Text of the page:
To asses motor task execution time, validated modified agility t-test was used, as described by Haj-Sassi, et al. (2011). The T-test was performed after 5 min rest from vertical jump testing without additional warm up. Each participant had three trials (each trail consisting of two sprints separated by 30 s rest). The rest between trials was 90 s. Cones were placed in a T-shape layout, 5 and 2.5 m apart, respectively. Subjects were instructed to sprint and change direction as fast as possible. They began with both feet 0.3 m behind the starting line (A). At their own discretion subject sprinted forward to cone B and touched the base of it with the right hand. Facing forward and without crossing feet, they shuffled to the left to cone C and touched its base with the left hand. Subjects then shuffled to the right to cone D and touched its base with the right hand. They shuffled back to the left to cone B and touched its base. Finally, subjects ran backward as quickly as possible to cross the finish line (cone A) ending the first sprint. The second sprint started after 30 s rest. Three such trials separated by 90 s rest were performed, all with verbal encouragement. The subject who crossed one foot in to each direction (firstly starting with shuffling to the left) front of the other, failed to touch the base of the cone or failed to face forward throughout, had to repeat the test. The time to complete each repetition was measured using one pair of the electronic timing system sensors (Witty Timing System, Microgate, Bolzano) mounted on tripods. They were set approximately 0.75 m above the floor positioned 2 m apart facing each other on either side of the starting line (A). The time of best repetition (seconds) and three repetition average were used in further analysis.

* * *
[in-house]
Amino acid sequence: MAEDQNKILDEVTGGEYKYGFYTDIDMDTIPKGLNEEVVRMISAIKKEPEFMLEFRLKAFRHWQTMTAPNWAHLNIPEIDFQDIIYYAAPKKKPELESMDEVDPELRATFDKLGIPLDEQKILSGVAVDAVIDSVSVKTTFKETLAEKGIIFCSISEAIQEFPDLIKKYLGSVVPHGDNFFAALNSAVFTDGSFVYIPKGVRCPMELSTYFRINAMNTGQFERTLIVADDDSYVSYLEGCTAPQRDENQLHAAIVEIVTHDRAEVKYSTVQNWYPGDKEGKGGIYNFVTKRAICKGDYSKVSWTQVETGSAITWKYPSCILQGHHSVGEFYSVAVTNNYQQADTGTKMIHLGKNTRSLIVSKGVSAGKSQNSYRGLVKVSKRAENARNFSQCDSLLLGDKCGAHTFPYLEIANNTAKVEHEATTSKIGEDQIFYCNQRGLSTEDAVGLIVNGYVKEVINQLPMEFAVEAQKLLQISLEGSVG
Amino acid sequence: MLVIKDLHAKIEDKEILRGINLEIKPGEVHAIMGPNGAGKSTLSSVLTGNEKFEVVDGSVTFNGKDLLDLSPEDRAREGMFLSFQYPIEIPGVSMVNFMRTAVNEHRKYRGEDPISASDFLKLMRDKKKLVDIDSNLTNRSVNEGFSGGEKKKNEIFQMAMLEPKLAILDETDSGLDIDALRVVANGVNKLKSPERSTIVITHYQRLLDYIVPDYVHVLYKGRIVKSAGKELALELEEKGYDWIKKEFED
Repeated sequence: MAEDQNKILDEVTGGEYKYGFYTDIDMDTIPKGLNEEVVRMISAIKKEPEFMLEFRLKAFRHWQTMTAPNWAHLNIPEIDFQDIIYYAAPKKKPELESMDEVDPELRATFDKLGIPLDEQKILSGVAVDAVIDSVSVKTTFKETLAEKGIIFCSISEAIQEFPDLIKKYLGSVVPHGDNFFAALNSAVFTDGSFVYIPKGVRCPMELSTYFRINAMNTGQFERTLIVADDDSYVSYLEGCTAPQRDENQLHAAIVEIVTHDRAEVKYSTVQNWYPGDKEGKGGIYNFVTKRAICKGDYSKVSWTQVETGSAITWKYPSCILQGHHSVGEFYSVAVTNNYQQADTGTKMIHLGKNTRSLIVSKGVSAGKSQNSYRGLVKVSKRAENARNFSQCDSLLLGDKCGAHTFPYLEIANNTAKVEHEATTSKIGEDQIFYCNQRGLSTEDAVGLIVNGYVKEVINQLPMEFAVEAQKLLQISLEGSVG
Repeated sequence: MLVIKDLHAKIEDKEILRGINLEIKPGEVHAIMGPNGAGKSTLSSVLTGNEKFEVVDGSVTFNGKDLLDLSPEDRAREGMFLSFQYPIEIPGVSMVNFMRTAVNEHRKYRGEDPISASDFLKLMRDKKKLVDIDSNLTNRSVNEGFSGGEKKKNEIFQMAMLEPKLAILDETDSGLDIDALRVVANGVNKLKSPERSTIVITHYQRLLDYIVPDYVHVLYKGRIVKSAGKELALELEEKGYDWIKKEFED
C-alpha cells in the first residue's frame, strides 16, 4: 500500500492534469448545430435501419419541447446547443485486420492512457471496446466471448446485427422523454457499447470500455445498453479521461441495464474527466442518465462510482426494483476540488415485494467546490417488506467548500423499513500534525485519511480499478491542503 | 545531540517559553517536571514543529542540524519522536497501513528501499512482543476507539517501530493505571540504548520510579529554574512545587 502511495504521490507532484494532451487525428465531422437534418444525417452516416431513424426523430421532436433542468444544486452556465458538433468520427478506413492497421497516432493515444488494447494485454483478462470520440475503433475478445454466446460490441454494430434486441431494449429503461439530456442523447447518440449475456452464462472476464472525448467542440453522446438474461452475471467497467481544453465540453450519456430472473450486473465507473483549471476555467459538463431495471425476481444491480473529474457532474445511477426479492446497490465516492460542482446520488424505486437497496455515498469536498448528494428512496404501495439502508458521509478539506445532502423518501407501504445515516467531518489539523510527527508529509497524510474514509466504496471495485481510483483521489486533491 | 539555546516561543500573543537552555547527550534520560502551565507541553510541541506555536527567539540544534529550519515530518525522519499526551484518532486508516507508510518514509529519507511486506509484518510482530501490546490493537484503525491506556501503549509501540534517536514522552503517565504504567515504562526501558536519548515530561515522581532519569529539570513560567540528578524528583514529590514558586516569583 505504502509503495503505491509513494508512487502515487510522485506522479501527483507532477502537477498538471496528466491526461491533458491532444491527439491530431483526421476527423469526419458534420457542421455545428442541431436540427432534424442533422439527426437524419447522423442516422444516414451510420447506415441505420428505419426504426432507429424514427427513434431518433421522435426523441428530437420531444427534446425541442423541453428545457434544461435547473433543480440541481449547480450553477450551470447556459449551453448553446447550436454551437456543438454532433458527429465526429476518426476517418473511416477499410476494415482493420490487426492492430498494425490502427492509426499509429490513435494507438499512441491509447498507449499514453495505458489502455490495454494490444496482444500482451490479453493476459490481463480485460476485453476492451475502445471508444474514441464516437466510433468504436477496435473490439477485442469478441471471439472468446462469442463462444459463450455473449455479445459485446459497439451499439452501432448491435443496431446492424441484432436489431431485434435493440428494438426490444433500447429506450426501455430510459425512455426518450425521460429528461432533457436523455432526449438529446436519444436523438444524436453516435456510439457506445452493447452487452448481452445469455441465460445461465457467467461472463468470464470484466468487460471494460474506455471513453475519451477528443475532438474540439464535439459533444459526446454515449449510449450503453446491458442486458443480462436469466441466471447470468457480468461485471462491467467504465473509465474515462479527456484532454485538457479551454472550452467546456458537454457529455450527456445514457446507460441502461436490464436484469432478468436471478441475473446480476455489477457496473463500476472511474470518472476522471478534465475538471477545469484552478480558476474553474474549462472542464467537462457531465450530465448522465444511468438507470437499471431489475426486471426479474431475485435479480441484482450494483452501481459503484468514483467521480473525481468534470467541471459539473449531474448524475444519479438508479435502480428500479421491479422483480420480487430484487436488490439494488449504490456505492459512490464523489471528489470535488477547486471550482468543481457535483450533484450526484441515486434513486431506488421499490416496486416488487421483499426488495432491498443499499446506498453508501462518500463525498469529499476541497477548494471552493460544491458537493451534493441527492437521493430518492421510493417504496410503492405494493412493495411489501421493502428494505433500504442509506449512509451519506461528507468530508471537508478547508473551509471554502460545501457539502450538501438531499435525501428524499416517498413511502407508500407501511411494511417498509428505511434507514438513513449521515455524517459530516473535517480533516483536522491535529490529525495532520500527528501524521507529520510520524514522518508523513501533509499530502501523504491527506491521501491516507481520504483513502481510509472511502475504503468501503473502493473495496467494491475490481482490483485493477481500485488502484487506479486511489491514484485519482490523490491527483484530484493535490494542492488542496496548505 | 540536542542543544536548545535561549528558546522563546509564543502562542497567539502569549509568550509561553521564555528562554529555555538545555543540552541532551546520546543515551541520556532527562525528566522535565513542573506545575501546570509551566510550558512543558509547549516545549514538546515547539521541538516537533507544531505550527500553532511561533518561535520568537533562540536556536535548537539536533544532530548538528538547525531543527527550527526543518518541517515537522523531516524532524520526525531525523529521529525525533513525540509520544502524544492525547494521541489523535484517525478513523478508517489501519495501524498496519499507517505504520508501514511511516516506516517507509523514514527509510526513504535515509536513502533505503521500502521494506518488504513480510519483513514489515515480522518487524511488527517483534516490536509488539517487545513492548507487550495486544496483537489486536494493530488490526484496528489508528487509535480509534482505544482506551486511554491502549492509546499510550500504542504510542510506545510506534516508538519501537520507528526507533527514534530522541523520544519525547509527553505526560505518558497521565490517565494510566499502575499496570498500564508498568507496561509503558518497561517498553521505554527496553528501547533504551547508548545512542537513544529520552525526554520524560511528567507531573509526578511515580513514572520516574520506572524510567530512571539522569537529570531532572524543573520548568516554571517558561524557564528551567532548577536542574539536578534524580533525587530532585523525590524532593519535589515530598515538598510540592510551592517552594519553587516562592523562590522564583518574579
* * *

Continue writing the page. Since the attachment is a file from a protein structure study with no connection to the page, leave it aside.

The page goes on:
After 1 h of rest, endurance was measured with the incremental test to exhaustion. Heart rate, ventilatory, and gas data were collected during the incremental test with metabolic cart (K5, Cosmed, Italy). All measurements were performed in the physiological laboratory with ambient temperature of 21 °C. For measuring VO2max, the following procedure was performed. After a 15-min warm-up on bicycle set up on a cycle ergometer (Cyclus 2, Leipzig, Germany), workload constantly increased until volitional exhaustion (100 W + 20 W every minute). Lactate was analyzed in capillary blood drop from the earlobe. Samples were obtained at rest before any physical activities, at the end of the test and 5 min after the test. Lactate was analyzed with the blood lactate analyzer Biosen C_Line (EKF Diagnostics, Germany).